Networking, Wireless, Security, Computing Strategies, IoT -- How to Save 'Run-the-Engine' Costs

Books: Products of Practice
Expert Witness/Intellectual Property Experience
Conferences: Leading-Edge Topics
Columns & Blog
Credentials & Bio


Served as columnist for ComputerWorld, Network Compting, and NetworkWorld.
Magazine columns include:

=> Whatever Happened to the OTN? NetworkWorld 06/04/07. // At the beginning of this decade there was a lot of fanfare about the Optical Transport Network. OTN is intended to be the next evolutionary step in a carrier's infrastructure. It's designed to address the requirements of next-generation networks by efficiently transporting heterogeneous data-oriented traffic directly over light beams carried on the same optical backbone.

=> IPv6: Today or tomorrow? NetworkWorld 03/06/07. // The industry has produced several well-documented mechanisms to support a transition to IPv6, including the dual-stack approach, translation (the direct conversion of protocols between IPv4 and IPv6) and tunneling. These mechanisms are amply documented by a family of RFCs. IPv6s designers have developed mechanisms and address types so that IPv6 nodes can communicate with one another in a mixed environment, even if they are supported at the core by an IPv4 infrastructure.

=> Metro Ethernet: Where's the beef? Networkworld 12/07/06. // Where is Metro Ethernet now? Certainly, there is a lot of hype about it.

=> Do we need computing in the network? NetworkWorld 10/02/06. // The 1990s saw the commoditization of LAN technology. Today we are seeing the beginning of commoditization of the IP routing function in the intranet, with more on the way as new players enter the network element market.

=> Enterprise architecture is not rocket science. NetworkWorld 07/24/06. // Building an enterprise architecture is not rocket science. Its goal is to create a unified IT environment of standardized hardware and software systems across the firm, with tight links to the business side of the organization.

=> Needed: an enterprise security architecture. NetworkWorld 05/08/06. // What all organizations need is a comprehensive framework for the uniform and organized treatment of all aspects of security. This can be accomplished through a well-thought-out security architecture.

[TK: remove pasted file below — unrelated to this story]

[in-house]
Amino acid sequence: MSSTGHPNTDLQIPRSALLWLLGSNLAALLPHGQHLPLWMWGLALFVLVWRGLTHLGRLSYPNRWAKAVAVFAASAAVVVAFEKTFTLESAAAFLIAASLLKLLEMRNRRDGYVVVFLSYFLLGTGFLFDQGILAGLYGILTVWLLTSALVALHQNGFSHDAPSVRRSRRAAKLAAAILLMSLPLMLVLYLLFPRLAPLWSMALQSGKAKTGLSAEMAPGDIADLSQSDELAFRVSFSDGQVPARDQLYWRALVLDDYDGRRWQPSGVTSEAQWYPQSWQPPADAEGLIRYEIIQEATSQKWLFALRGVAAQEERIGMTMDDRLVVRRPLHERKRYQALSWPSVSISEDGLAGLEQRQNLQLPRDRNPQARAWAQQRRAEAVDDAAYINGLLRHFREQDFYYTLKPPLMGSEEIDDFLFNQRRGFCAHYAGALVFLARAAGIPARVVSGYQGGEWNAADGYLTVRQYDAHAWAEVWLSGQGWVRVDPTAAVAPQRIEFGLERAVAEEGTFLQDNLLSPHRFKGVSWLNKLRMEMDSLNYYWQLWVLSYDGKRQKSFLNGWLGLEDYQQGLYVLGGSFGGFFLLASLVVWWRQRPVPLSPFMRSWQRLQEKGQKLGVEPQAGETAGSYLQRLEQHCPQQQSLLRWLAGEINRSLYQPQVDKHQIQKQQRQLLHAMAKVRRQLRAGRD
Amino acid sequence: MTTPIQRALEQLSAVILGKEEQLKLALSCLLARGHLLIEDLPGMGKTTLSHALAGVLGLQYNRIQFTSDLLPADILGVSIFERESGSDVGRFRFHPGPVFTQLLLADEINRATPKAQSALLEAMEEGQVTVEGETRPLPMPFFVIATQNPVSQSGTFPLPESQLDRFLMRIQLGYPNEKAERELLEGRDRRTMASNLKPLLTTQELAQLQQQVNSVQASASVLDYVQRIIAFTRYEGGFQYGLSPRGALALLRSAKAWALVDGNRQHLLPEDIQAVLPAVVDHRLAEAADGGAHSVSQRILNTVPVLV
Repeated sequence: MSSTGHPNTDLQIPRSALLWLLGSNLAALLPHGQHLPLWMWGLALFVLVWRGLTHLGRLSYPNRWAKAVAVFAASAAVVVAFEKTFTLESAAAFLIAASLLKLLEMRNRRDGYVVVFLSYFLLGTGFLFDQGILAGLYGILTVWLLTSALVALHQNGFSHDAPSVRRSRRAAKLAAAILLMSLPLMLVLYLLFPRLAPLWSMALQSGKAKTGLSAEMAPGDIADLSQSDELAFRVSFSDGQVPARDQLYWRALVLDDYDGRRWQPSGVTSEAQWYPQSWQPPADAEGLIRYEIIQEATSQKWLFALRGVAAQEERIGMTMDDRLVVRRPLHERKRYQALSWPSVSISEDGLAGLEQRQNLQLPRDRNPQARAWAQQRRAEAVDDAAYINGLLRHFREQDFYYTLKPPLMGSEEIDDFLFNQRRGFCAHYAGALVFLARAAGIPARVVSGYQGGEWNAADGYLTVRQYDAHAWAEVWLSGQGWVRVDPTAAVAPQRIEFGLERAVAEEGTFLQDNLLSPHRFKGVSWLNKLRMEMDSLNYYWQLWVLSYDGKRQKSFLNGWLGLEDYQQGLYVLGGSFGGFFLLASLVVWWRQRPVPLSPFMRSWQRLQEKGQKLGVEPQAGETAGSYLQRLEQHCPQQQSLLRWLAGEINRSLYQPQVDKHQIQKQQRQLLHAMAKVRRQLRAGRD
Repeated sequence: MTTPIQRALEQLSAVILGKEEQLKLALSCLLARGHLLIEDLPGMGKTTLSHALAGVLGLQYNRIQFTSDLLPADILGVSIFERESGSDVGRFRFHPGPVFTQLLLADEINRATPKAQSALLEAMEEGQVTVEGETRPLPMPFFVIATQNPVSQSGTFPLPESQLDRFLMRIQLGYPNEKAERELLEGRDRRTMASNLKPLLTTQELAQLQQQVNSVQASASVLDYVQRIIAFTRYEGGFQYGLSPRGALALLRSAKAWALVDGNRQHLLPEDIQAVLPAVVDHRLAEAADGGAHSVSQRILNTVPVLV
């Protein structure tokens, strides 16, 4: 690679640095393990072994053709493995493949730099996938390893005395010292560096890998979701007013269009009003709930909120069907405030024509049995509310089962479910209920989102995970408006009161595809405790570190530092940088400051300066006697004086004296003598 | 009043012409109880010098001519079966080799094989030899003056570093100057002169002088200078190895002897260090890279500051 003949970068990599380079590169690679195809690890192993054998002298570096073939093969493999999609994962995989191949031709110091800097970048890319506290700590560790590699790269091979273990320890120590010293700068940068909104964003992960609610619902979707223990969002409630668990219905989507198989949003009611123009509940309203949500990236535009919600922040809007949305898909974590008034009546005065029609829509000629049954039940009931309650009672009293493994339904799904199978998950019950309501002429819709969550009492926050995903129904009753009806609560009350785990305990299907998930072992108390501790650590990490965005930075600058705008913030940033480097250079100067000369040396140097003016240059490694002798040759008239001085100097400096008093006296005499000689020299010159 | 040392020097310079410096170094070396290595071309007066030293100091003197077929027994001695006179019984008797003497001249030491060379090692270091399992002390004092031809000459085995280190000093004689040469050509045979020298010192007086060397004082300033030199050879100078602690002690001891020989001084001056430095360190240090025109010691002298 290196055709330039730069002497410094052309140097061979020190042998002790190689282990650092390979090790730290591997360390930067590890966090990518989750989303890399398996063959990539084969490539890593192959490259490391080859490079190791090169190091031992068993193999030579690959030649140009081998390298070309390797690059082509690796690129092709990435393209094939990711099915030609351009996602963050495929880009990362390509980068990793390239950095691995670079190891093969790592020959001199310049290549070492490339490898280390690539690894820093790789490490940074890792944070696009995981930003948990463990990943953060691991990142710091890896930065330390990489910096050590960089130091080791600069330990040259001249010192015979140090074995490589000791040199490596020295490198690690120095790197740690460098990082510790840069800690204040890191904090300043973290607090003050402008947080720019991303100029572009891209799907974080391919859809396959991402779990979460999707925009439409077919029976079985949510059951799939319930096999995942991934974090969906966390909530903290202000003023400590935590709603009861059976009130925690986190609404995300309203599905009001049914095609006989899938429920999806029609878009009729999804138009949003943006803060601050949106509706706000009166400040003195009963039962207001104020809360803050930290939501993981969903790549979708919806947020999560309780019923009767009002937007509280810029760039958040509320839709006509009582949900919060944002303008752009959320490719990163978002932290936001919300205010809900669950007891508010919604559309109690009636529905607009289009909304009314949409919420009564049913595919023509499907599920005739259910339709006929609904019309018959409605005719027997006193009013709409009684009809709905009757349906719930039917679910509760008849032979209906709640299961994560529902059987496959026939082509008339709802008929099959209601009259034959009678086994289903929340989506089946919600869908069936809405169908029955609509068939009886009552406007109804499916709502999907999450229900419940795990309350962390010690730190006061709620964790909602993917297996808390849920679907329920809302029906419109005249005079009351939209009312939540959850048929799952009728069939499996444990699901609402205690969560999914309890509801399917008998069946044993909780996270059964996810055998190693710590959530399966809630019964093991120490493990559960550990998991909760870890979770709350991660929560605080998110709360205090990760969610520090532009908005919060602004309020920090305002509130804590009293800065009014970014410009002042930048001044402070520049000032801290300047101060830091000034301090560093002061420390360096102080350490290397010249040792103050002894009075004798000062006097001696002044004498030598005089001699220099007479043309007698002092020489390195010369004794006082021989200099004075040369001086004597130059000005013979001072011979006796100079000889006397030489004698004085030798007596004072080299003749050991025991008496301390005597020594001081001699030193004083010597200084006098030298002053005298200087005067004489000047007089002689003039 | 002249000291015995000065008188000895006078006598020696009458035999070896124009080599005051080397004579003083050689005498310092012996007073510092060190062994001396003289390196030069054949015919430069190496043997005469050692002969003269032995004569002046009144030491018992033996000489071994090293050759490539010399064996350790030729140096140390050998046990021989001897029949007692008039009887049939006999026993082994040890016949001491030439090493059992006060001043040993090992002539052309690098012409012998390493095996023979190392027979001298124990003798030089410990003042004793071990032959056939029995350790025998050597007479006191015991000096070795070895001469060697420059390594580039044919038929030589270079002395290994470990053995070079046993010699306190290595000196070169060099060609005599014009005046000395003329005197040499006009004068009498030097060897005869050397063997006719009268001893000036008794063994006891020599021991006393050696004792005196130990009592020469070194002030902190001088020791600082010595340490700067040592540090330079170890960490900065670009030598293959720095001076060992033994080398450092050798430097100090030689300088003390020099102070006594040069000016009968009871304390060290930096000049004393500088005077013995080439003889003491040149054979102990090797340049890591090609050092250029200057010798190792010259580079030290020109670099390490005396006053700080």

=> The virtue of virtualization. NetworkWorld 02/27/06. // Virtualization is a well-known concept in networking, from virtual channels in ATM, to virtual private networks, virtual LANs and virtual IP addresses. However, an even more fundamental type of virtualization is achievable with today's ubiquitous networks: machine cycle and storage virtualization through the auspices of grid computing and IP storage.

=> ZigBee: What's in it for me? NetworkWorld 12/05/05. // ZigBee is expected to become a global specification for reliable, cost-effective, low-power wireless applications, providing interoperability and desirable radio frequency performance characteristics.

=> Start planning for the nanorevolution. NetworkWorld 07/25/05. // Nanoelectronics is here: Magnetic RAM chips are shipping, organic light-emitting diode displays are in prototype, and carbon nanotube interconnects and nanowires will appear in a couple of years. Nanotechnology is entering the telecom and IT fields, so start learning about it now.

=> Why VoIP over IPv6 will be better. NetworkWorld 10/10/05. // Next-generation VoIP networks based on IPv6 are now on the drawing board to address scalability and commercial-grade reliability issues.

=> Preparing for next-gen extranets. NetworkWorld 6/10/05. // When corporations take a rational view of their extranet and re-architect the extranet apparatus that might have developed incrementally over the years, they can achieve savings of 20% to 30% in monthly recurring costs.

=> Is MPLS ready for prime time? NetworkWorld 3/28/05. // Many carriers are replacing their aging ATM WAN services with Multi-protocol Label Switching services. Carriers and equipment manufacturers virtually have stopped enhancing their ATM networks and equipment.

-- To Follow --

Daniel Minoli (c)